5. MEMENTO MORI

memento mori

MEMENTO MORI: remember that you will die. And you must die.

Whenever I live my day, I imagine like today is my last day on earth. I contemplate:
– What should I do today?
– What should I not do today?

I close my eyes every evening— and wonder, “If I didn’t wake up tomorrow morning, would I regret my life?”

This is what keeps me on-track.

6. Be epic

eric kim photographer hanoi portrait by cindy a nguyen

Your life is short. Do cool shit. Be epic. Change the world.

Believe in your idealistic beliefs. Sacrifice yourself for the collective.

Your body will die, but your soul and your spirit will live forever— through the imagination, inspiration, and motivation you give others.

When I die, I can probably continue my genes through my children. Also continue myself through the information I create— I hope these blog posts, books, and videos help empower future generations (as well as people of today).

7. Death on your golden bed

Imagine you’re at the end of your life. You’ve accrued 1 billion dollars. You have a spaceship. You have a Rolls-Royce Phantom, 100 Rolex Watches, every single Louis-Vuitton handbag and Hermes scarf. You have a mansion, with 100 rooms. You have all the honors and accolades.

Yet, no matter how rich or influential you are— you’re going to die the same as someone in the hood.

You’re going to be surrounded by your loved ones on your golden bed. But you’re going to die. And you can’t take all your goodies and your toys with you.

Conclusion: Regrets I want to avoid in life

Cindy Project Monochrome-12 eric kim ricoh gr ii self portrait gas station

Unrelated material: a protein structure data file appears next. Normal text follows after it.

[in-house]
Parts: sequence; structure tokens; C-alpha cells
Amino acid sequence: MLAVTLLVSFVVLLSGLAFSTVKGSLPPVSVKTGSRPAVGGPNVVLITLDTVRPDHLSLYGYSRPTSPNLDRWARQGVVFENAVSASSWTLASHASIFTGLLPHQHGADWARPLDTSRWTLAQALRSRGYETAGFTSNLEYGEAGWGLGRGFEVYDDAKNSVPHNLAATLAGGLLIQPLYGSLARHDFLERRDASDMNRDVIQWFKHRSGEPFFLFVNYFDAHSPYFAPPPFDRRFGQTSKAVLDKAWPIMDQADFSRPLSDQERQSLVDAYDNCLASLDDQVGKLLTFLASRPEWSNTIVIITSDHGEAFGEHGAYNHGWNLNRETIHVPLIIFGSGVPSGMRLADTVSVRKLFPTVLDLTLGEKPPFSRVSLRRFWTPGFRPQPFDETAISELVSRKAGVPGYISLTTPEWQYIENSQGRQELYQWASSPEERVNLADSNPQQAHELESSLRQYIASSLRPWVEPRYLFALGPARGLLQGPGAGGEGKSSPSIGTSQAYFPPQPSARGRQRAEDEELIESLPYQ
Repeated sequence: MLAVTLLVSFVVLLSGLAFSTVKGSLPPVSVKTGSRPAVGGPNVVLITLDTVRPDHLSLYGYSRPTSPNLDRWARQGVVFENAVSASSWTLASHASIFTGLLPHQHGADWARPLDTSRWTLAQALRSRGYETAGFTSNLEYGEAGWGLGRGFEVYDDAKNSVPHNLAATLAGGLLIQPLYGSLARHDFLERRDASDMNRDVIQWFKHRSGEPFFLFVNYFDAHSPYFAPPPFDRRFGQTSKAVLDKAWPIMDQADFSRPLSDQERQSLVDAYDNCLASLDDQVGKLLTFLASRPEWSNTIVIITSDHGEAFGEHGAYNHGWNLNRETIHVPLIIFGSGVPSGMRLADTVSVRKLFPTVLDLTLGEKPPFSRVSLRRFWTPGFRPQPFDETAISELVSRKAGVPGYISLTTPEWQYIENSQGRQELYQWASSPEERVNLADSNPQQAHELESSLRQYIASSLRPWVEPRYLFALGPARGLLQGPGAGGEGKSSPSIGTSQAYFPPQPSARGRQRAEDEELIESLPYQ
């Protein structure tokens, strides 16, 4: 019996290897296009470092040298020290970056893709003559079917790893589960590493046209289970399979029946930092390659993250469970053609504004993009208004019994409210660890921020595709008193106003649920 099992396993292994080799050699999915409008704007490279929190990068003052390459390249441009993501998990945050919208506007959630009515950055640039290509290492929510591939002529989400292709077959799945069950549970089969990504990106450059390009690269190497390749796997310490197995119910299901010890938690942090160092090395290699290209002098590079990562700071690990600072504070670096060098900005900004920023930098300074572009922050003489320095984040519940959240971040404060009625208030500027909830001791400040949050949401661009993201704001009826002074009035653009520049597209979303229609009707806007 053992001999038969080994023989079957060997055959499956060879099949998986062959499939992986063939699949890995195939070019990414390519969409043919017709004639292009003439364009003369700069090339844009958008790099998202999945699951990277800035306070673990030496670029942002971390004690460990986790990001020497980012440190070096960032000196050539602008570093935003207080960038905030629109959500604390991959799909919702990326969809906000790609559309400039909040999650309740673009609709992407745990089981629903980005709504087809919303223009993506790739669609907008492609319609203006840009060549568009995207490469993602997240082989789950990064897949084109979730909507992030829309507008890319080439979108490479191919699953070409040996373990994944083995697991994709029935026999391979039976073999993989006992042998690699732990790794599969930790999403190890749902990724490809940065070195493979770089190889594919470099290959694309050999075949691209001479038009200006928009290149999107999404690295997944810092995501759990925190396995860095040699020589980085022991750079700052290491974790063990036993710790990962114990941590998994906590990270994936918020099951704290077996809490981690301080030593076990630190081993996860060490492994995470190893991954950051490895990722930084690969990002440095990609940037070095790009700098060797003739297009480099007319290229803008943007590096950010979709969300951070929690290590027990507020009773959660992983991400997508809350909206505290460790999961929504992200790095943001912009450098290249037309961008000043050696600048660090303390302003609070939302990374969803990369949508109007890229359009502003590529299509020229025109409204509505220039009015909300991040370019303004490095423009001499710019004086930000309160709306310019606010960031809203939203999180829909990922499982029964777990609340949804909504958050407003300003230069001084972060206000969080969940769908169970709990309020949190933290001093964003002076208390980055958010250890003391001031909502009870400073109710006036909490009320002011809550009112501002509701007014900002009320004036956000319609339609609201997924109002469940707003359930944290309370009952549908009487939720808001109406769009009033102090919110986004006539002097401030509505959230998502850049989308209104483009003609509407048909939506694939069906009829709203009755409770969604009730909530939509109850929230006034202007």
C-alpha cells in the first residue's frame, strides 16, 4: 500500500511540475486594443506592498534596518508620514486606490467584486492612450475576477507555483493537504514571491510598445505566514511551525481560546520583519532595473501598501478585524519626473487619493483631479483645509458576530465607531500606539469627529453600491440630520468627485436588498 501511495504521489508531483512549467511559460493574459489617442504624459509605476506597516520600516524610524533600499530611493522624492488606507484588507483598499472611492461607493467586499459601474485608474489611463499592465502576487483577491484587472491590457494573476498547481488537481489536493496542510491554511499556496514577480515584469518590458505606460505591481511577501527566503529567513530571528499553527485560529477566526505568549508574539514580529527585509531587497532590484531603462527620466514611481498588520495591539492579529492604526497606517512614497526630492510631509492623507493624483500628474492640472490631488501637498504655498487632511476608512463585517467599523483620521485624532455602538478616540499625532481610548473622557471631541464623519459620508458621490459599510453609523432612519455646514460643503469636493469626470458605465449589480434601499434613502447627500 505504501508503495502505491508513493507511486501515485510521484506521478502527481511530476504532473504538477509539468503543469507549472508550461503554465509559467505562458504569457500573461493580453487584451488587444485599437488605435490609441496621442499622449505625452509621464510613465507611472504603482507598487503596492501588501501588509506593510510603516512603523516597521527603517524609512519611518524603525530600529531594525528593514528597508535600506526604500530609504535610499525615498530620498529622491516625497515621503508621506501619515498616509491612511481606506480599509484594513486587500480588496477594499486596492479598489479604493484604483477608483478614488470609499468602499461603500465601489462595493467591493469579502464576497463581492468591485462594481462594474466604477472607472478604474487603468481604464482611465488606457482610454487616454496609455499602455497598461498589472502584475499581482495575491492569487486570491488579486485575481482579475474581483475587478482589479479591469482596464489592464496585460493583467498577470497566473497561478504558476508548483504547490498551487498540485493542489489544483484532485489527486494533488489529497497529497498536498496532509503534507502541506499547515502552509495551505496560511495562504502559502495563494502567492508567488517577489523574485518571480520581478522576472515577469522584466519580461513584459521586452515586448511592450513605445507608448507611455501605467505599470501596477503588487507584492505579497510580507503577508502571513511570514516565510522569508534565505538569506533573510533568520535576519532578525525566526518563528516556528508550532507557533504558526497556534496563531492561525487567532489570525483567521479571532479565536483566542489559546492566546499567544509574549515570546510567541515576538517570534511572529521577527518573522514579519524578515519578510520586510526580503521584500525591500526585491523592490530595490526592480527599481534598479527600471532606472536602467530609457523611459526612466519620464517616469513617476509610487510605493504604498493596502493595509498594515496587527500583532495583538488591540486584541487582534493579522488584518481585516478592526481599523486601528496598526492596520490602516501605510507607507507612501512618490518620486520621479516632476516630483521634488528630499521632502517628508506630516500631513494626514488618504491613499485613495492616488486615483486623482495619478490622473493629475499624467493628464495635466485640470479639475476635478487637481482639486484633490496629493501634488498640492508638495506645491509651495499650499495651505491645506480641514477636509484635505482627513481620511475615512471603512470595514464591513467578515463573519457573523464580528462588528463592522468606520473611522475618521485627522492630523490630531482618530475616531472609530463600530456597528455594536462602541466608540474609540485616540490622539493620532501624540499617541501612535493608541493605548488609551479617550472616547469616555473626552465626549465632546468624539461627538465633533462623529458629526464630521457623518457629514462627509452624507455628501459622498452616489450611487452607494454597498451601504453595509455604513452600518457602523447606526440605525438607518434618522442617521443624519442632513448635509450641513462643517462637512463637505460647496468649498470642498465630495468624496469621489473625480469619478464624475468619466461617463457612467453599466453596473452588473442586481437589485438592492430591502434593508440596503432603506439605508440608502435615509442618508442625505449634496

How do you want to be remembered when you die? What regrets do you want to avoid?

Just avoid regrets in life, and you will live a noble life.

For me, regrets I want to avoid:

  • Regrets dying in a car crash, because I bought a fast sports car, and got a bit too crazy— and drove it off a cliff, or hit another car.
  • Regrets drinking while driving, or texting while driving, or changing my Spotify playlist while driving, and dying in a car crash (or killing someone else)
  • Riding a bicycle in the city, and getting hit by a car and dying
  • Going deep-sea diving, oxygen tank breaks, and I drown to death.
  • Wasting precious hours of my life, trying to accrue more 1’s and 0’s in my bank account, and forgetting I can’t take it with me when I die.
  • Betraying my own ethics and morals, for some financial or selfish gain.

And of course, not to miss any good moments with my loved ones, or missing good photo opportunities.

2-side by side eric kim cubist

When you see a good opportunity— seize it. It is better to take a risk and fuck it up, than to take no risks in life.

Be strong,
Eric

Learn more: Stoicism >

Conquer your fears and meet new peers:

Regarding workshops please email my manager Neil at neilta@gmail.com